Wow. That was intense. Three hours on a hard bench listening to poetry readings with no break and no refreshments. That’s a real test. Luckily it was an open-air event, on the boardwalk at Hastings (the Barbados one, not the UK one). It was easy to get up and stretch your legs occasionally, and the view helped.
The occasion was an event called Bim Rock Variations, part of the inaugural Bim Literary Festival. (By the way, I should have mentioned earlier that “Bim” is an informal name that Barbadians use for their own country – so it’s like the Barbados Literary Festival, only with a more casual, less official sound).
There were some good poems and some great performances. The event was a lot more lively than many I’ve been to in England, as many of the poets incorporated song, or recited from memory, or encouraged audience participation in a call-and-response style. There were also a couple of prose readings, but poetry dominated. It started around sundown, at 6pm, and finished at 9pm, which was good because there was not much shade – it would have been brutal during the day!
Here’s a rundown of the event:
Margaret Gill started off with some poems about the sea, appropriately enough, but my favourite was a new piece she wrote recently about carnival and was performing, I think, for the first time. She really captured the feel of a woman losing herself in the feel of the music as she’s “wukking up” on carnival day (for non-West Indians who need a definition of wukking up, click here for a quick video tutorial :-)).
Next up was British writer Courttia Newland, which was interesting for me as I knew him as a London writer, and read his debut novel The Scholar. He was invited here as a writer from the Caribbean diaspora (he’s London-born, but his parents are from Barbados and Jamaica). He read an extract from his next novel, The Gospel According to Cane, which is due out next February. It’s about a woman whose child is abducted at eight months old, and then twenty years later a man turns up claiming to be her son. The extract was a dream sequence, which had some really arresting, beautiful language. It was slightly hard to follow because it was a weird dream and I didn’t know the rest of the book, but it piqued my interest.
Winston Farrell gave an energetic performance, with a wide range of types of verse, including song and a poem based on dancehall rhythms. My favourite was one that I think was called Umbilical, which dealt with the Middle Passage and was full of imagery of infertility, sandy soil, dead soil, nothing growing or ever really able to grow again after that terrible journey. For more information, see his website.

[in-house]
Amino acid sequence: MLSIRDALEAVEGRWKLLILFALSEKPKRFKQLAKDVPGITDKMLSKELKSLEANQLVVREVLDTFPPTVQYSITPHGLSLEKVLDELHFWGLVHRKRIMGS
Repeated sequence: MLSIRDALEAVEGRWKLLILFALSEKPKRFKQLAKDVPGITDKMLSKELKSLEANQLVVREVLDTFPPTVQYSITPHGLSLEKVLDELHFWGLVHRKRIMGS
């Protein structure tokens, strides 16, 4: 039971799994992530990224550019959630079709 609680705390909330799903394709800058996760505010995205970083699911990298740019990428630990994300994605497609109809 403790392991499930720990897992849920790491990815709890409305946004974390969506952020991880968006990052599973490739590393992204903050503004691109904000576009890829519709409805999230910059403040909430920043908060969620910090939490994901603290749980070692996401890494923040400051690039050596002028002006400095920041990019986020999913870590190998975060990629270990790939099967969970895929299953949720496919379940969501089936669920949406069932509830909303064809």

Dorothea Smartt was another Londoner, but in this case I hadn’t come across her work before. Her style was a little more formal, her delivery more understated, but the quality excellent. I particularly liked Just a Part, which dealt with the fractured nature of a family split by migration, knowing aunts and cousins by name but not by their personal gestures or mannerisms, with the repeated refrain “My family are a distant lot”. I was also fascinated by the story of a place in northern England called Sambo’s Grave, where an unknown African is buried. Smartt read a poem imagining the life of “Sambo”.
Spoken word poet Adrian Green gave a powerful performance, entirely from memory, a long stream of eloquent political commentary, critiquing colonialism, neo-colonialism and consumerism. I found the image of being “seasoned deep” particularly effective, as he tied the history of planters throwing salt on the wounds of whipped slaves together with the contemporary West Indian people who are still “seasoned deep” in colonial thinking.
Do you ever just connect with someone’s style immediately? I felt like that about Kendel Hippolyte. I liked his poetry, yes, but I liked the person he was, or seemed to be, and that’s really why I bought his book Fault Lines at the end of the event. I loved his Century of the Sale, about the destructive effects of consumerism and greed, and also a simple and beautiful piece about land, and how senseless it is for something that belongs to everyone to be marked off and fenced in.
I liked Puerto Rican Loretta Collins Klobah‘s poem about homosexuality in the Caribbean and the way people refuse to talk about it, but I can’t remember too much about her other poems – I was starting to flag by this stage!
Philip Nanton‘s poems were more conversational and humorous – I enjoyed them, particularly because of his delivery, but it felt more like stand-up than poetry. Because it was conversation, it must have been difficult to make the language beautiful or “poetic”.
I missed a lot of Kei Miller‘s readings because I was walking along the boardwalk, listening to the waves in the darkness and shaking the numbness out of my legs and buttocks. It’s a shame because I was looking forward to hearing him, and liked the quick snatches I heard, some impressions of moving to the UK and also poems based on dictionary definitions.
Lorna Goodison was launching a book of short stories, By Love Possessed. It was one of the main purposes of the evening, but because she came last, I just couldn’t listen any more. I was too tired. So I really can’t judge her stories.
That’s it! I realise this post was a test of stamina too 😉 If you’re still here, leave me a comment to let me know you made it… Would love to hear from anyone else who was there, too, or who’s read any of these writers’ work.
For a roundup of other posts in my series on Bim Literary Festival 2012, click here.